The WHO has declared “the recent cluster of microcephaly cases and other neurological disorders” thought to be connected to the Zika virus a “a public health emergency of international concern.” And that health emergency will likely hit impacted countries in more than one way: Last week, we suggested that the Zika virus could have a serious effect on the tourism-dependent economies of the Caribbean and Central America, and it looks like that’s exactly what’s happening. As the Boston Globe reports:
A survey from the travel risk-management company On Call International, released Friday, found that 64 percent of Americans said they would cancel trips to areas affected by Zika…
We cannot be totally sure about the impact of the news regarding Zika,” said Laura Rodriguez, the lead analyst for ForwardKeys, a company that predicts travel trends through booking patterns. “The Caribbean as a whole is showing a decline that has become sharper starting Jan. 25, but we still cannot assess Zika to be the only, or main, reason for that.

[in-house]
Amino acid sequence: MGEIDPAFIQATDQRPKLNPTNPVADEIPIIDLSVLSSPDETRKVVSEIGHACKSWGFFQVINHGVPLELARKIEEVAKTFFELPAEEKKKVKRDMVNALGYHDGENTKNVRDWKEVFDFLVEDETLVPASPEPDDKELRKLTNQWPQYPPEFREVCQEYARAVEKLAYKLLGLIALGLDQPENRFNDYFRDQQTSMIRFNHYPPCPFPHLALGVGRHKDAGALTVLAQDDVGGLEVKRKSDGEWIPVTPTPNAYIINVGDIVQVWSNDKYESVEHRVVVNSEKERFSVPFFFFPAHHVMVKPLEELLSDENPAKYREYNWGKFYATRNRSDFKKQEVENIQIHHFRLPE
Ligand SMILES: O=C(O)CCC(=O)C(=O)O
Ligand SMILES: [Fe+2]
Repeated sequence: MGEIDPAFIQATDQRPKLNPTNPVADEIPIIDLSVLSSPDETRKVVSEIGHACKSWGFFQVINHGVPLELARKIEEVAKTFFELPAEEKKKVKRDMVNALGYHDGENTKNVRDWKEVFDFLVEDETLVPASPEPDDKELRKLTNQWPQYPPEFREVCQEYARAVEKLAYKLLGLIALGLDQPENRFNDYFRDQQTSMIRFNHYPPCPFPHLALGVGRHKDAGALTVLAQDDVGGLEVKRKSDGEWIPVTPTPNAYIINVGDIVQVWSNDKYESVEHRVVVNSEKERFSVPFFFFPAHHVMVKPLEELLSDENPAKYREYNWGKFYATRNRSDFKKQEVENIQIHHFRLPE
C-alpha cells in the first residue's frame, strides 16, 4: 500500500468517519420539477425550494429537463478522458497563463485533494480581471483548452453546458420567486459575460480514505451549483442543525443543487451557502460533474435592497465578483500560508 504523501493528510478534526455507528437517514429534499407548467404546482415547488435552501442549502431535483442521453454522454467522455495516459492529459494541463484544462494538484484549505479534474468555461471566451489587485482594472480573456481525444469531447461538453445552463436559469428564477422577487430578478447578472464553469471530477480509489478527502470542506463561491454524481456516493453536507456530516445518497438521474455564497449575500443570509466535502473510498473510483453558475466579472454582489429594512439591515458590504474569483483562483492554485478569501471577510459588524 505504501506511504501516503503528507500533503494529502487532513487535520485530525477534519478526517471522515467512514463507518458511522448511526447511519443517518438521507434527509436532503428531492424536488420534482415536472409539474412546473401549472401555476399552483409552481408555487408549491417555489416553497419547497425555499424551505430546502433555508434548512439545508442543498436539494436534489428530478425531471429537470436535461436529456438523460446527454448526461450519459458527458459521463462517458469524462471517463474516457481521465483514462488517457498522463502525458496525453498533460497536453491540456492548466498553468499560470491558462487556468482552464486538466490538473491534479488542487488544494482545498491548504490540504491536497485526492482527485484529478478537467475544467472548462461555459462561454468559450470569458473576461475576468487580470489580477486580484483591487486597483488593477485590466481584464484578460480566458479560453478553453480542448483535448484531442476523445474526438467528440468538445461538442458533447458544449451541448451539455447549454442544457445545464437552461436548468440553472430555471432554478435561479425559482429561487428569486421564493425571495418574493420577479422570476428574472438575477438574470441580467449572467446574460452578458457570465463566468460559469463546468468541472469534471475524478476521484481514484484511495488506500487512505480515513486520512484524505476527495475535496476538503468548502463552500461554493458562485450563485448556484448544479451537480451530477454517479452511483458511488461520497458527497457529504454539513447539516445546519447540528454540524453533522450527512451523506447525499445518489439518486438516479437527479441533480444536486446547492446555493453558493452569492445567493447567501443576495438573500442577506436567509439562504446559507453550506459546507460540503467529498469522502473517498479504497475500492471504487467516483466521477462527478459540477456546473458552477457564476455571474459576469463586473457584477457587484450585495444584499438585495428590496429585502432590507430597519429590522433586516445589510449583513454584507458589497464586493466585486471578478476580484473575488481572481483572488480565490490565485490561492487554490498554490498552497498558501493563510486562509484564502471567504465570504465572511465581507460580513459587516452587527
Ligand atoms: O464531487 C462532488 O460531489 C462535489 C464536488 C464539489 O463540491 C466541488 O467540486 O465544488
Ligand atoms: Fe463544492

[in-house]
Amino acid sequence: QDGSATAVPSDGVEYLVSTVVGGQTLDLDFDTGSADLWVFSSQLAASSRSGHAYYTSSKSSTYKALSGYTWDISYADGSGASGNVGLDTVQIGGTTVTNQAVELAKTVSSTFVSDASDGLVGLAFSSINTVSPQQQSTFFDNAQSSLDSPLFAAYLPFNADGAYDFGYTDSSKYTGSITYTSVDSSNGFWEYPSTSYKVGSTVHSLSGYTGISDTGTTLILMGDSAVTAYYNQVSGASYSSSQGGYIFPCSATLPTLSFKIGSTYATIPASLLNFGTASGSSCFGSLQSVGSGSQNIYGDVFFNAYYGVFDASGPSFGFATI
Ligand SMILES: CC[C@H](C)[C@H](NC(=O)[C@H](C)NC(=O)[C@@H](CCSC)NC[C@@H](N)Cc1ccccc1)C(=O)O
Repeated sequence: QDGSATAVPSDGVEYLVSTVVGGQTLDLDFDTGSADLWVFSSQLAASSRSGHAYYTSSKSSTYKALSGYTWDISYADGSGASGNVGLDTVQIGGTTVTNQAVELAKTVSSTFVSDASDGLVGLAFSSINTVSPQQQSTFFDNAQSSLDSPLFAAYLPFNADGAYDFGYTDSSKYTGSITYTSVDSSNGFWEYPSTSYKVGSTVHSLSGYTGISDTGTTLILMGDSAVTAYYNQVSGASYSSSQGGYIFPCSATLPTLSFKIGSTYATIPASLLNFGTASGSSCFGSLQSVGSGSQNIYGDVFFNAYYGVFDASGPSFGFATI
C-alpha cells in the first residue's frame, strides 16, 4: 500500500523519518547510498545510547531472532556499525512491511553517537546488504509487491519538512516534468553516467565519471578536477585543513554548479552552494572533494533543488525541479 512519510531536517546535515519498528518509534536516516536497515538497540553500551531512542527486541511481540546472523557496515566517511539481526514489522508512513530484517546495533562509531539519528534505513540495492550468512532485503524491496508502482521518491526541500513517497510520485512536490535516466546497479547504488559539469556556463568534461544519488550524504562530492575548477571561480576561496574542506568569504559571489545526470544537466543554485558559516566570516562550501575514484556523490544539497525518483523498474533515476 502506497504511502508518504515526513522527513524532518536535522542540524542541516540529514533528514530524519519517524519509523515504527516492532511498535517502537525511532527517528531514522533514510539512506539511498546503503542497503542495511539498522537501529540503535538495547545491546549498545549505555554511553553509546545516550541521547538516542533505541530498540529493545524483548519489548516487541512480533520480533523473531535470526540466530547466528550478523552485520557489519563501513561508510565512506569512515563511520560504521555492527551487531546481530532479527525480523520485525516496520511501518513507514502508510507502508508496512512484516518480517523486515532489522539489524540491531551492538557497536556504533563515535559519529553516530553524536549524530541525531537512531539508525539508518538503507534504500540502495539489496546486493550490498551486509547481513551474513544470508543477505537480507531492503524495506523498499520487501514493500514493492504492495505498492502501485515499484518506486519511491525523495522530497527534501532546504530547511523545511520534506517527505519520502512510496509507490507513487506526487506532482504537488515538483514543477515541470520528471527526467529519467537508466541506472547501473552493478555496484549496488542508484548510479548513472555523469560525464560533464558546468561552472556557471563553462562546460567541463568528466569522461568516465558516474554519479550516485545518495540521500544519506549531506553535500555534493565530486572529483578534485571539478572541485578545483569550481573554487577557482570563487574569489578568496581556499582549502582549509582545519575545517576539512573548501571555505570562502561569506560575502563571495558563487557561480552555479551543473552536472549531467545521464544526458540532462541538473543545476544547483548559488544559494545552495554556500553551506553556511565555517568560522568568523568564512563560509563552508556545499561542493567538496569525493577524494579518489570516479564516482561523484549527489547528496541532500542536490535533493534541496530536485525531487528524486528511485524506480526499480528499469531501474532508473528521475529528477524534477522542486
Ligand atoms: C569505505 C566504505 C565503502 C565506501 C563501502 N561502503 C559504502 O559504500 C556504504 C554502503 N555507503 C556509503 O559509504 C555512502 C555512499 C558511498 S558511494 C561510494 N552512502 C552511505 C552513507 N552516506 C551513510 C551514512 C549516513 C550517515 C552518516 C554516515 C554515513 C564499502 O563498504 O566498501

Unsurprisingly, this is a particular problem for a region popular among newlyweds and young families.
If regional economies are badly affected, we could see major problems in the Caribbean and Central America, including possible political instability and migration to the United States.
[This post has undergone updates to reflect the fact that it is the disorders believed to be connected to Zika and not Zika itself that were declared an emergency by WHO]